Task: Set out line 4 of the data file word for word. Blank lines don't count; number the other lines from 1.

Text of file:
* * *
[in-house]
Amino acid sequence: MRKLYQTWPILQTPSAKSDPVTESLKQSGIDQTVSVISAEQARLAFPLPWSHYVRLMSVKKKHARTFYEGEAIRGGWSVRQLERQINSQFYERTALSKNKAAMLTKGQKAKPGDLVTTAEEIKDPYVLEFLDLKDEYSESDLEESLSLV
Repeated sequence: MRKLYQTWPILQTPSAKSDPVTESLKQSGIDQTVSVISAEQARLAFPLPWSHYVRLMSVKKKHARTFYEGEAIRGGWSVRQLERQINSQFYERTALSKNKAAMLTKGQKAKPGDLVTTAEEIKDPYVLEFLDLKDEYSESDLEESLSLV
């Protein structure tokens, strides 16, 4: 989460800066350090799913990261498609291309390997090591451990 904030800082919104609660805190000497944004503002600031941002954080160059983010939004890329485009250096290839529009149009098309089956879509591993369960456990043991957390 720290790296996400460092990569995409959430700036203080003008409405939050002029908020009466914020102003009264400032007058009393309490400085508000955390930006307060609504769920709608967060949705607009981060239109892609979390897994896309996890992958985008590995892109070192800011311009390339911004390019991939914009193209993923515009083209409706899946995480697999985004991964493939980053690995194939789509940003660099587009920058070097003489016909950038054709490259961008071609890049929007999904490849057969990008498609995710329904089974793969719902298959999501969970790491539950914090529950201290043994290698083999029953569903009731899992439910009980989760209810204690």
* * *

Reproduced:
């Protein structure tokens, strides 16, 4: 989460800066350090799913990261498609291309390997090591451990 904030800082919104609660805190000497944004503002600031941002954080160059983010939004890329485009250096290839529009149009098309089956879509591993369960456990043991957390 720290790296996400460092990569995409959430700036203080003008409405939050002029908020009466914020102003009264400032007058009393309490400085508000955390930006307060609504769920709608967060949705607009981060239109892609979390897994896309996890992958985008590995892109070192800011311009390339911004390019991939914009193209993923515009083209409706899946995480697999985004991964493939980053690995194939789509940003660099587009920058070097003489016909950038054709490259961008071609890049929007999904490849057969990008498609995710329904089974793969719902298959999501969970790491539950914090529950201290043994290698083999029953569903009731899992439910009980989760209810204690």